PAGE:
Well, the day started with me wanting to make some tooling for making cap screws. For that, I need some spring steel, as the normalized 4130 I used for the prototypes just wasn’t cutting it (pun intended, I’m making tools to cut brass rod into cap screw shaped things in one pass). Saw plate should work just fine but I didn’t want to dig into new stock so I grabbed the $1 saw a friend gave me and chopped the nose off. I’ve been wanting to make a shorter than panel saw for a while now and since I was cutting plate, did a little shaping. Hmmm, might as well clean the plate while I’m at it so I did that with the angle grinder and a scotch brite pad (or whatever the generic name is). Worked like a champ, removed rust & stains, gave a bit of a polish AND removed all the set. Oh what the hell, let’s see what I got for handle stock. Picked some stinky oak with a knot hole (which wound up where your thumb goes) and lots of stress cracks (there will be an epoxy party later). I’d stare, scribble, waltz over the bandsaw and remove a chunk, back to the bench and file a bunch, repeat until I would up with this bastard love child of Kenyon and London pattern. As usual, I cut the slot at an angle but the blank was thick enough I could plane it straight. Saved. Then I noticed it was way past dinner time and quit for the evening. I’m going to have to stare some more, the handle looks way too bulky. Oh, and the plate is taper ground. Yes, those are the original holes, I didn’t feel like drilling new ones.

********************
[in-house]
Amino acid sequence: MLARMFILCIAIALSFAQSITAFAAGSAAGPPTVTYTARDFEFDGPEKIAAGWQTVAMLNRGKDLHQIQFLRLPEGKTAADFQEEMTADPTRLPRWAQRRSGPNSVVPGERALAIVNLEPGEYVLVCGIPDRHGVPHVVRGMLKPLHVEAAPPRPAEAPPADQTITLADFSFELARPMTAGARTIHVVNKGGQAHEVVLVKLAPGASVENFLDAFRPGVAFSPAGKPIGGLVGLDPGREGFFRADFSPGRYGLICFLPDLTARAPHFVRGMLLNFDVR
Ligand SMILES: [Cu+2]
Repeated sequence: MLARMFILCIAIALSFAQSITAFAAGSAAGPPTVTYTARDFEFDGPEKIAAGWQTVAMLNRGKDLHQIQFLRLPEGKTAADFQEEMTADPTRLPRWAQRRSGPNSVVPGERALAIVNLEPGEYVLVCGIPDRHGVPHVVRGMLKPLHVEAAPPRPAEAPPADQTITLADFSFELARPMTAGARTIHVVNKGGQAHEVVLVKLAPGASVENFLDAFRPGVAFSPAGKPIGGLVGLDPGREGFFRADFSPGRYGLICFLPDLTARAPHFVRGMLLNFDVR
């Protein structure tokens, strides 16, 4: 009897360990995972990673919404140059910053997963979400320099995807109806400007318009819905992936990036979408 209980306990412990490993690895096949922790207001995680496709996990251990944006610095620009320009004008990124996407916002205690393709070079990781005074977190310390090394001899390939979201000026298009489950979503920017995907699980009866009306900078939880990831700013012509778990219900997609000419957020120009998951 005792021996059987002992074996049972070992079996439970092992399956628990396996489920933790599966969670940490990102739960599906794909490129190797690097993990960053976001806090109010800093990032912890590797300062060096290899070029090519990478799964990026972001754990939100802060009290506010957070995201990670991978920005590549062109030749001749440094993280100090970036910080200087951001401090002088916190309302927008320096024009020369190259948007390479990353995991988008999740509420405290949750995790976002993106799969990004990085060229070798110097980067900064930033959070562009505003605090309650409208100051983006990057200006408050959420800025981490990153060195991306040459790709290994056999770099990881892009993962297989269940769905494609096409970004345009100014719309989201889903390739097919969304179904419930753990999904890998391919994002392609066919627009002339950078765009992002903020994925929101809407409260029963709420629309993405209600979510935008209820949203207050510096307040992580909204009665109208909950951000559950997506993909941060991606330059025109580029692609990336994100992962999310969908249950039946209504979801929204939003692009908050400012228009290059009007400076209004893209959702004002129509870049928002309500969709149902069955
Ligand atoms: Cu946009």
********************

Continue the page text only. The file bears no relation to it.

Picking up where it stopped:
- Nipple spear take 2. Got smart and copied the commercial version. Learned a few things about work holding, the bulbous end fits both a collet and a center. On a manual lathe you flip it couple of times. Two tapers.Spoke spear - for digging nipples out of a puddle of linseed oil and putting them in a deep(ish) dish rim socket. Serrations really help retain the nipple. No idea of the angle, just stuck a shim under the front of the spinner and ground away.